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Trace levels of chromium detected at well serving Laupahoehoe

The state Health Department says trace amounts of chromium have for the first time been detected in water samples collected at the Laupahoehoe P-2 Well.

The well is part of the Hawaii County Department of Water Supply’s Laupahoehoe-Kapehu system, which serves the Laupahoehoe area of Hawaii island.

Chromium was detected in samples collected on March 4 and April 15, and the health department was notified of the initial detection on May 2, according to a news release.

The detected chromium levels ranged from 1.4 to 2.42 parts per billion, and were below the U.S. Environmental Protection Agency and state Maximum Contaminant Level for chromium, which is at 100 parts per billion.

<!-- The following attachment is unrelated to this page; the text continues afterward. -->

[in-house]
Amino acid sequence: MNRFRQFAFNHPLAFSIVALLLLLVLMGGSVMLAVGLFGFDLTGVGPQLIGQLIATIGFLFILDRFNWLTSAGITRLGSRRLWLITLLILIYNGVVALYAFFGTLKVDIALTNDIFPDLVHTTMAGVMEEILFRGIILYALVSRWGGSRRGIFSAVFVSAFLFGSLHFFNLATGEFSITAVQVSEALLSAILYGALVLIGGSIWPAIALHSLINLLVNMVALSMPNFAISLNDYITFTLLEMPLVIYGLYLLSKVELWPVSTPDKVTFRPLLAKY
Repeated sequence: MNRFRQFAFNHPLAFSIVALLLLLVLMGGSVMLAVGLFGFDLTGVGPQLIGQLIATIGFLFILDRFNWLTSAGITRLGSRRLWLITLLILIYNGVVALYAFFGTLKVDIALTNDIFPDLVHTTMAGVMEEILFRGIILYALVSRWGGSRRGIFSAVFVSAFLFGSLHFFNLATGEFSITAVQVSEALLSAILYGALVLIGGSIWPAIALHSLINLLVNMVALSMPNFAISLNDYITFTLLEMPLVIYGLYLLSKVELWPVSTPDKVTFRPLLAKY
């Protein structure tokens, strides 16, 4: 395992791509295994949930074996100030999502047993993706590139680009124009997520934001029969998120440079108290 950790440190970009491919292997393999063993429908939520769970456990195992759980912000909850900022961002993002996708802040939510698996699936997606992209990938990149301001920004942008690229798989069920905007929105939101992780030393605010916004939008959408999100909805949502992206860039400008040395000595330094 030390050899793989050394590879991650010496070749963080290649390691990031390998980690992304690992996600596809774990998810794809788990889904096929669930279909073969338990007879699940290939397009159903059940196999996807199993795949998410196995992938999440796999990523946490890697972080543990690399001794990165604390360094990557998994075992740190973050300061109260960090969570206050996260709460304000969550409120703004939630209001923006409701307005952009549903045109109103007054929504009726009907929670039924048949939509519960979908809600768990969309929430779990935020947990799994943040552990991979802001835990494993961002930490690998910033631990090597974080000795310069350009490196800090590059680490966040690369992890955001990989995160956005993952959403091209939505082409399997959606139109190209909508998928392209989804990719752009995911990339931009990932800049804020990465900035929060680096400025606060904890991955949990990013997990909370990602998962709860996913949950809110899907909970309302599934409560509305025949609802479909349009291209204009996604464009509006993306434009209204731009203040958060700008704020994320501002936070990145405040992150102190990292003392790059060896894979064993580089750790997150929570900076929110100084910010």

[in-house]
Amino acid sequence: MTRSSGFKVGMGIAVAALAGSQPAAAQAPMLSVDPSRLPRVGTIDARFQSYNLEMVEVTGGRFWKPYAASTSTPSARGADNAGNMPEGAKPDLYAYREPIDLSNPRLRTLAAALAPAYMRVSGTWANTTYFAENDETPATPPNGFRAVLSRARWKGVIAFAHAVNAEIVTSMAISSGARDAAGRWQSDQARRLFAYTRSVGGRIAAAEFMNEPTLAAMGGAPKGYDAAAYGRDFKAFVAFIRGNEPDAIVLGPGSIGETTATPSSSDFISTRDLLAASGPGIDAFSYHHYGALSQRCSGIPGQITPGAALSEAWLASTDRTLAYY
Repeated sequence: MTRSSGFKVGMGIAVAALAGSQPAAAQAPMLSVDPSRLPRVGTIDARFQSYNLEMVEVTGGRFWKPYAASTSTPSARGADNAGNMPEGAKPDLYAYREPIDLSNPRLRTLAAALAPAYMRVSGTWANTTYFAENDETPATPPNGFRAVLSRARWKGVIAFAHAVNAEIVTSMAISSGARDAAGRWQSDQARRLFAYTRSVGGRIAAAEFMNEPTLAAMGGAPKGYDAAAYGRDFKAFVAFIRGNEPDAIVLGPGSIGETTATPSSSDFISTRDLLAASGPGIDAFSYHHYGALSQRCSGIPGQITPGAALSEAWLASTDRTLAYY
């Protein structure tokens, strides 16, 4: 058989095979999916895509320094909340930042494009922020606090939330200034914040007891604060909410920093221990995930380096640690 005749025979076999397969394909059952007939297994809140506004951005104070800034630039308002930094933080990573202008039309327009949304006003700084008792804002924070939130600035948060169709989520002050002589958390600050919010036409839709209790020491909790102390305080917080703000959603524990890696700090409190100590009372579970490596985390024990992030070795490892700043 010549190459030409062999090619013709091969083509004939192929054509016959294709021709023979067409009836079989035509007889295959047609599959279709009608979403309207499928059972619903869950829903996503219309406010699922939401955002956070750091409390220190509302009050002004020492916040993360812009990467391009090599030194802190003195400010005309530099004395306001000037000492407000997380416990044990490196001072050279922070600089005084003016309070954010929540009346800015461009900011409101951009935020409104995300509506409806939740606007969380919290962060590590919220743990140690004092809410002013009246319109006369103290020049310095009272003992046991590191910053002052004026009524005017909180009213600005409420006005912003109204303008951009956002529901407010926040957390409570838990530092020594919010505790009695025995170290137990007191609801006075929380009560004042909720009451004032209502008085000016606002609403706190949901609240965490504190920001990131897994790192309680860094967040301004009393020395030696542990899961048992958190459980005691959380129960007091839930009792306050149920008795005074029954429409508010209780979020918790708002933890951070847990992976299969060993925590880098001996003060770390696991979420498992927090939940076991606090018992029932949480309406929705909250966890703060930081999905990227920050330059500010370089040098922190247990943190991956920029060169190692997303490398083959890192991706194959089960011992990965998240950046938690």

“To date, the Laupahoehoe-Kapehu water system is and continues to be in compliance with federal and state chromium standards for drinking water,” said the health department in the release.

Officials said the presence of chromium in the sample is attributed to discharge from steel and pulp mills and possibly the erosion of natural deposits.

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